Thursday’s live-streamed discussion about Mesopotamian beliefs on ghosts hosted by historian Bettany Hughes with British Museum Assyriologist, cuneiform expert and raconteur extraordinaire Dr. Irving Finkel was, as expected, a highly entertaining and information-rich exploration of what the earliest writers in the world recorded about the care, feeding and, when necessary, forcible removal of the spirits of the dead.
It has now been uploaded to the BM’s YouTube Channel so if you missed it live, you can catch it now to celebrate Halloween Assyrian-style.
Irving Finkel goes into even more detail on ancient Mesopotamian ghost beliefs in this earlier video that I somehow missed until now. It’s a presentation by him alone rather than the interview/discussion style of the webinar, and let’s face it, in any given circumstance, the more Finkel the better.
His rant about The Exorcist at 13:15 is an absolute treasure, as is the mumbo jumbo section at 23:15. The discussion of the newly-identified ghost drawing is at 33:35.
The Getty Villa Museum is currently hosting an exhibition dedicated to Mesopotamian history from the dawn of the first cities in the Fertile Crescent around 3200 B.C. to Alexander the Great’s conquest of the Persian Empire in 331 B.C. An array of rare artifacts — sculptures, cuneiform tablets, cylinder seals, jewelry, paintings, bricks, decorative friezes — of exceptional quality, almost all of them on loan from the Louvre, are on display at the museum in Malibu through August 16th. It was scheduled to open on March 18th, 2020, but was preempted by you-know-what. The Louvre was kind enough to extend the loan for more than a year and the exhibition finally opened on April 21st.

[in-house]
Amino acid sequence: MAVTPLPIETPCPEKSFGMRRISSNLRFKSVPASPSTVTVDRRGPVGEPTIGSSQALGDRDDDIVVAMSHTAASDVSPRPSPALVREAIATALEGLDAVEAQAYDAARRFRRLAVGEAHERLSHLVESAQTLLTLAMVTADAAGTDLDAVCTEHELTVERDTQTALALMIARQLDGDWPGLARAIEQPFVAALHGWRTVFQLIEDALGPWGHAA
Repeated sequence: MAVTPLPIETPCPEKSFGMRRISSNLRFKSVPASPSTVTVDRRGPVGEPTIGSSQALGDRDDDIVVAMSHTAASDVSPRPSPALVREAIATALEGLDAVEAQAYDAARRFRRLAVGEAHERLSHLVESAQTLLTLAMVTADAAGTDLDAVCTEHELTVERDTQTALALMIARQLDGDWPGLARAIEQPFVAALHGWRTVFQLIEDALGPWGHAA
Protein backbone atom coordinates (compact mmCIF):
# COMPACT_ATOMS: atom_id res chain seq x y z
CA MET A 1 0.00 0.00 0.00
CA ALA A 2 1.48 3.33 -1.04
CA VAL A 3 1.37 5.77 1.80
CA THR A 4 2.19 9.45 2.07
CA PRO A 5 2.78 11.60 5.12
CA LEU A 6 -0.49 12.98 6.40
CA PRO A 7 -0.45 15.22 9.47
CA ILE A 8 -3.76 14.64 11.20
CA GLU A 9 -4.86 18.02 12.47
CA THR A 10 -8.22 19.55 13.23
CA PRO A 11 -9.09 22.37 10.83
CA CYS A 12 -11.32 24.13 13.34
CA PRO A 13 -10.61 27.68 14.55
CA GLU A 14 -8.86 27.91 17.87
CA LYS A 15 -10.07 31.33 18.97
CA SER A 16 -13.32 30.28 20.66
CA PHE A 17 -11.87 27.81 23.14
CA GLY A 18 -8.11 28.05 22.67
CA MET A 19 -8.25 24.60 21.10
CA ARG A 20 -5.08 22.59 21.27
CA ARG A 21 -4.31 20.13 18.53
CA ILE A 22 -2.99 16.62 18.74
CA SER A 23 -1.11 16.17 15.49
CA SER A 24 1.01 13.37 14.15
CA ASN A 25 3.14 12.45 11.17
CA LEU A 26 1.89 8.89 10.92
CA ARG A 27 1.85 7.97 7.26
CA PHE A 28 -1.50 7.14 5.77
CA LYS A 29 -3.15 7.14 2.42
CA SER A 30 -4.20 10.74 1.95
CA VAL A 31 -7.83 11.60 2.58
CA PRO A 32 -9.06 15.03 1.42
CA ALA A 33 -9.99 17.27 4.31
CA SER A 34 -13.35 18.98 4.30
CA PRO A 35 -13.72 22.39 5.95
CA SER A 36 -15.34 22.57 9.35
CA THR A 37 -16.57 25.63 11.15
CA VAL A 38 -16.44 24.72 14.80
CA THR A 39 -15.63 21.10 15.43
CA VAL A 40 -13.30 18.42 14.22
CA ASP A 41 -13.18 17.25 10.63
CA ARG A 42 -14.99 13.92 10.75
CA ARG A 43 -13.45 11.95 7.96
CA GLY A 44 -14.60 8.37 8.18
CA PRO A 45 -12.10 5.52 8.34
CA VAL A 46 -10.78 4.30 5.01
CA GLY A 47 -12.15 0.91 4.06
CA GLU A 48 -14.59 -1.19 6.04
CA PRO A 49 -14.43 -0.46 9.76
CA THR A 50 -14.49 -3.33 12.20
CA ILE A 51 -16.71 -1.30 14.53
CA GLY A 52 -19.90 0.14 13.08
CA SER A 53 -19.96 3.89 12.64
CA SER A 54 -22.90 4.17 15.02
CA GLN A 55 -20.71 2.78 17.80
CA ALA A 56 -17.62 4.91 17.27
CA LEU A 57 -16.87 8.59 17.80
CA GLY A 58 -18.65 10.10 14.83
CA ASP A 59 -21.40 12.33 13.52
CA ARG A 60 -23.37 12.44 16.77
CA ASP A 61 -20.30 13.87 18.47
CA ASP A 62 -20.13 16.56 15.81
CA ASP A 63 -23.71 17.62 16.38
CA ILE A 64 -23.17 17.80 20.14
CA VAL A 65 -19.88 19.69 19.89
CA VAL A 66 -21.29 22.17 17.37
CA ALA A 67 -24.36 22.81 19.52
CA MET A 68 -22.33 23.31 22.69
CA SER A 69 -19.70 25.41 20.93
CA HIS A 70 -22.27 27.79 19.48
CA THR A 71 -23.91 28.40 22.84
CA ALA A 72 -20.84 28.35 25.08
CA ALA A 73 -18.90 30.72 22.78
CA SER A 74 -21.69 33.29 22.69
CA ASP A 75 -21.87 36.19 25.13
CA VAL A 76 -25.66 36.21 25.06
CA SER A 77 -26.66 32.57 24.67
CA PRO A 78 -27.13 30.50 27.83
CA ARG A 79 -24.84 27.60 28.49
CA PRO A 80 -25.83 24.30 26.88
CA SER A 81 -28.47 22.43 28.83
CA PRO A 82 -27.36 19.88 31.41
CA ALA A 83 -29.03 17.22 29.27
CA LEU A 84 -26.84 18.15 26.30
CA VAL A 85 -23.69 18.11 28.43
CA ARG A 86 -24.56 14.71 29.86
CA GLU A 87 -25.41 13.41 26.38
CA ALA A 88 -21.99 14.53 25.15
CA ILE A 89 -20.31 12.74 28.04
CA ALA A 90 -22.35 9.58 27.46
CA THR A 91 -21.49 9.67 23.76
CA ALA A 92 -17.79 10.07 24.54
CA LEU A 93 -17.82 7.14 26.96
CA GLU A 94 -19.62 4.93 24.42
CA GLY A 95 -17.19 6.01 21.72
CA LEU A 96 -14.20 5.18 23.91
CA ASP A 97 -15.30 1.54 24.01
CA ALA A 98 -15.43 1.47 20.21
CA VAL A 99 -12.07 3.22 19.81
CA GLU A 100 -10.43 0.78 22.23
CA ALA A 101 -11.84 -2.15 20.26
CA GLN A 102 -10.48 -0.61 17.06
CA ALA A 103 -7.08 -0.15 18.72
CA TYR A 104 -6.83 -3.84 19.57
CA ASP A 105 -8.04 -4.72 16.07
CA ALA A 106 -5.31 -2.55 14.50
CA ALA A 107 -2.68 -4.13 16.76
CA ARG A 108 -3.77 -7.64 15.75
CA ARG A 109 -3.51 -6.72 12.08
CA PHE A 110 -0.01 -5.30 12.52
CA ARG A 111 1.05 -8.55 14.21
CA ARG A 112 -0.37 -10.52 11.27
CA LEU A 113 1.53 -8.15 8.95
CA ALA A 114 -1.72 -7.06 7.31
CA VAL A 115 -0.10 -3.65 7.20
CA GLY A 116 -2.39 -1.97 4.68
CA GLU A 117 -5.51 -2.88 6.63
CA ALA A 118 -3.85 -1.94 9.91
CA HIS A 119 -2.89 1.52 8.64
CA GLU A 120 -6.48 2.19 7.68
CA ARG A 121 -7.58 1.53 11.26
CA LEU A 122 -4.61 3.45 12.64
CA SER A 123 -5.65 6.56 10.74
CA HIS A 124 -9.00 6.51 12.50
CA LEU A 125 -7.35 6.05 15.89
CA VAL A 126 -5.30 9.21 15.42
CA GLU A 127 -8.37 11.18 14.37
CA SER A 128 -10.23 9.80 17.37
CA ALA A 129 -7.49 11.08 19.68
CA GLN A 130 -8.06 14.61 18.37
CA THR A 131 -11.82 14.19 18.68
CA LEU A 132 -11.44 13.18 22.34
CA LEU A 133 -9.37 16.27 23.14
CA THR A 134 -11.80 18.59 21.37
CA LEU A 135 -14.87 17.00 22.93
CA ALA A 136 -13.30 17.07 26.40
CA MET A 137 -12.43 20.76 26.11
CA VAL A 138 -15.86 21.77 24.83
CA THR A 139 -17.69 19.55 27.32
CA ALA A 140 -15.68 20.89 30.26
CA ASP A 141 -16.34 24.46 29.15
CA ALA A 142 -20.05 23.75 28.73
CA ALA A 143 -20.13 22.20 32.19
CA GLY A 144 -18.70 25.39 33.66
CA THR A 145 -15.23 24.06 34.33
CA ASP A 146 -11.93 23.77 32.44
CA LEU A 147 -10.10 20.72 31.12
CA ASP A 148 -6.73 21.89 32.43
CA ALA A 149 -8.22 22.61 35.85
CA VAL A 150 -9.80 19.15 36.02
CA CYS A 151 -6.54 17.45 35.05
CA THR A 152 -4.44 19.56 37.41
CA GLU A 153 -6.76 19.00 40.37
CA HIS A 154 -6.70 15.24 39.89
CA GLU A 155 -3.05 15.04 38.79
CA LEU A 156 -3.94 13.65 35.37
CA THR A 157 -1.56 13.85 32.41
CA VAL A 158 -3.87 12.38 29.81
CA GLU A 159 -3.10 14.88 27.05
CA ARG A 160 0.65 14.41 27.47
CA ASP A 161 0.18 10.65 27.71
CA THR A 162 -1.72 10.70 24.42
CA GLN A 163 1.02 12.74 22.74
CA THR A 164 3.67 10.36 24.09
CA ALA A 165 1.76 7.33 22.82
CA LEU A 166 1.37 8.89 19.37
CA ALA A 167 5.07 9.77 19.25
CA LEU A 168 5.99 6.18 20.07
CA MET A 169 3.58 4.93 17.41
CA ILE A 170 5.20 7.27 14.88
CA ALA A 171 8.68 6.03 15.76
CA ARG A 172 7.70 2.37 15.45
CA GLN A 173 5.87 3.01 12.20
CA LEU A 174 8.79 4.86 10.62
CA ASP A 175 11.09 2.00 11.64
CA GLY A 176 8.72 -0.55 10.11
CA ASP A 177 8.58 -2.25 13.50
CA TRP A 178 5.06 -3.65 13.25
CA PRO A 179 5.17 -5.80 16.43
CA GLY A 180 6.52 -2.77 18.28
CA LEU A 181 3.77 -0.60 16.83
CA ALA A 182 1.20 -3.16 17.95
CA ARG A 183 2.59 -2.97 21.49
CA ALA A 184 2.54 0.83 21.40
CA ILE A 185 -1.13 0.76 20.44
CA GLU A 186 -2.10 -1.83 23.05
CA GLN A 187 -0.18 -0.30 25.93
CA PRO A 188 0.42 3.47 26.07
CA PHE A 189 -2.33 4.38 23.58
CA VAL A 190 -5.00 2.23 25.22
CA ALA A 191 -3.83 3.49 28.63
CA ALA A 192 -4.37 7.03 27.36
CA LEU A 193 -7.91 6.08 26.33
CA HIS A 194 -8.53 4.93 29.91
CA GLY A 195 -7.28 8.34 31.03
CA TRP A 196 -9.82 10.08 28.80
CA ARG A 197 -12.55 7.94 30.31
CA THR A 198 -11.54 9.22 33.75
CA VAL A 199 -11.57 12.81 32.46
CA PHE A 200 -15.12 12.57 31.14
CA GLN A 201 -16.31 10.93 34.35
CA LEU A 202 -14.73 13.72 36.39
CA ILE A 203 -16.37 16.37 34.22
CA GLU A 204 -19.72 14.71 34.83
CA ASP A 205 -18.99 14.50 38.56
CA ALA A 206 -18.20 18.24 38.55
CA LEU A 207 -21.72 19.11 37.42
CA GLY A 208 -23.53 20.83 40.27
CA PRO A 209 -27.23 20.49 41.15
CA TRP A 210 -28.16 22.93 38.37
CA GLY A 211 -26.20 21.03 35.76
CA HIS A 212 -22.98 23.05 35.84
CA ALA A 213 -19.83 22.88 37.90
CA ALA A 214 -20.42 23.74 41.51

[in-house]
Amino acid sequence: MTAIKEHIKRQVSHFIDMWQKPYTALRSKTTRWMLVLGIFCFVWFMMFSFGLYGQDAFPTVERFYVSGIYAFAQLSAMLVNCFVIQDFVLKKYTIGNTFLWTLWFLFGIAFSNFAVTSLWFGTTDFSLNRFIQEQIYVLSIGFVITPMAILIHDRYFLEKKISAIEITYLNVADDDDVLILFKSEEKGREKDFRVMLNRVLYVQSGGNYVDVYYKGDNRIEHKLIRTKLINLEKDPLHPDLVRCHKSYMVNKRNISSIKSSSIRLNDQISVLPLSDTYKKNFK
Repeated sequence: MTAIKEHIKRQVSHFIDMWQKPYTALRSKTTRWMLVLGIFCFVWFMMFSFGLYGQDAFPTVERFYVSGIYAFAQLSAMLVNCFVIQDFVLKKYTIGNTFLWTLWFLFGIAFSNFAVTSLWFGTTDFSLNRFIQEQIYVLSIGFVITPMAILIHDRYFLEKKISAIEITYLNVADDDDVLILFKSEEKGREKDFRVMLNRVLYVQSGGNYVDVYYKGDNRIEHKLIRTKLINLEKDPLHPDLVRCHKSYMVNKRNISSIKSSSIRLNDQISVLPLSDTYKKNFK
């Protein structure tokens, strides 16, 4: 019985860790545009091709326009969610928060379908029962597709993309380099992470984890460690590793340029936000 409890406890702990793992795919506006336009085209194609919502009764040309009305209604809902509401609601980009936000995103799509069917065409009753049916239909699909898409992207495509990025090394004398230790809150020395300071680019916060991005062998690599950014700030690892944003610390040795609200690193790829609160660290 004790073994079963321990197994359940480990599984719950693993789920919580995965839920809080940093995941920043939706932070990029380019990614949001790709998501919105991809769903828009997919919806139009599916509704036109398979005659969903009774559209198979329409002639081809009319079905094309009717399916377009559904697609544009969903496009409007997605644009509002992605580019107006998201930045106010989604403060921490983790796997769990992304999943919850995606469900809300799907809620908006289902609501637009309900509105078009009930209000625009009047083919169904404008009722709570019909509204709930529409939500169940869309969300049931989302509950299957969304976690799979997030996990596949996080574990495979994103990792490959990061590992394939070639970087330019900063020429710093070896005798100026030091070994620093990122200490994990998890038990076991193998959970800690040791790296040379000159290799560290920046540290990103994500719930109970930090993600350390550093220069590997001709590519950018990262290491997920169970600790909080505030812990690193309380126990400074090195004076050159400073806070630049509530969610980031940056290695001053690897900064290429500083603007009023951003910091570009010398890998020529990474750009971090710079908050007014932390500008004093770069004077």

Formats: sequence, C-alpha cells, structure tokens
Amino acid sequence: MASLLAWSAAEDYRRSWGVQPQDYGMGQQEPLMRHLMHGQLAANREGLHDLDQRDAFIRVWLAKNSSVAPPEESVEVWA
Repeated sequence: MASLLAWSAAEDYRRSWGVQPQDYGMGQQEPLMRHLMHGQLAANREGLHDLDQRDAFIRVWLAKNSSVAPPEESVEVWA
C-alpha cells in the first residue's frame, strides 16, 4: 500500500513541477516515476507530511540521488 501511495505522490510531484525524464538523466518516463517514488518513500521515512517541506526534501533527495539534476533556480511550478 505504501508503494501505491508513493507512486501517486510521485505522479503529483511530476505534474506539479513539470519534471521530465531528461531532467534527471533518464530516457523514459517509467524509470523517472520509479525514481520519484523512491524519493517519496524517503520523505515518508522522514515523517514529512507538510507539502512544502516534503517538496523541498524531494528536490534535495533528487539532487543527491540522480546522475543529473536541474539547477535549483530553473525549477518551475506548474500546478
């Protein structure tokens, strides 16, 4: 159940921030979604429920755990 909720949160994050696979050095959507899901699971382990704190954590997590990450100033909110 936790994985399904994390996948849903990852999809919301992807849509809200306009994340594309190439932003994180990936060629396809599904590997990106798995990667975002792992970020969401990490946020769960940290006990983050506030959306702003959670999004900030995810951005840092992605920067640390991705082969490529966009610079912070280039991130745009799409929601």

The Getty has put together a fun and informative series of workshops and lectures to accompany the exhibition. Circumstances forced them online, which gives us the opportunity to enjoy events virtually that we would not have been able to attend in person. Want an excuse to make a ton of cookies while learning how to write cuneiform? Now you’ve got one.
For an overview of Mesopotamian history as represented by the artifacts in the exhibition, watch this lecture by Dr. Ariane Thomas, director of the Department of Near Eastern Antiquities at the Louvre. I particularly love that the inscriptions on the objects are fully translated on the presentation slides, which is essential given the central role of cuneiform to Mesopotamian civilizations. Also 22 minutes in is an excerpt from the Epic of Gilgamesh read out loud. This is the first time I’ve heard Babylonian spoken.
Delve deeper into cuneiform tablets in this presentation by historian Dr. Amanda Podany who examines the religious, political, legal and economic significance of writing in Mesopotamia and examines the lives of three ancient Mesopotamians as revealed in cuneiform inscriptions: Enheduanna (24th century B.C.), daughter of King Sargon, high priestess of the moon god Nanna, the world’s first known poet, the 18th century B.C. scribe Pagirum and Hammurabi, king and lawgiver.
Next archaeologist Tate Paulette, expert on ancient spirituous beverages, explores Mesopotamia’s rich beer culture as documented in written, artistic and archaeological records. The lecture covers the history of beer in Mesopotamia, how it was brewed and drunk, and modern attempts to recreate it.
Last but certainly not least is my favorite internationally-renown cuneiform expert, Dr. Irving Finkel of the British Museum, whose last visit to the Getty featured him taking on all comers at the Royal Game of Ur. Being a more innocent pre-pandemic era, that event was not filmed, much to my disappointment, but this time his discussion of the origins of writing is open to all of us from the comfort of our own homes via Zoom. From Laundry Lists to Liturgies: The Origins of Writing in Ancient Mesopotamia kicks off on August 11th at 11:00 AM Pacific Time. Registration is required and free. Presumably the recording will be made available on YouTube like its predecessors. See you there!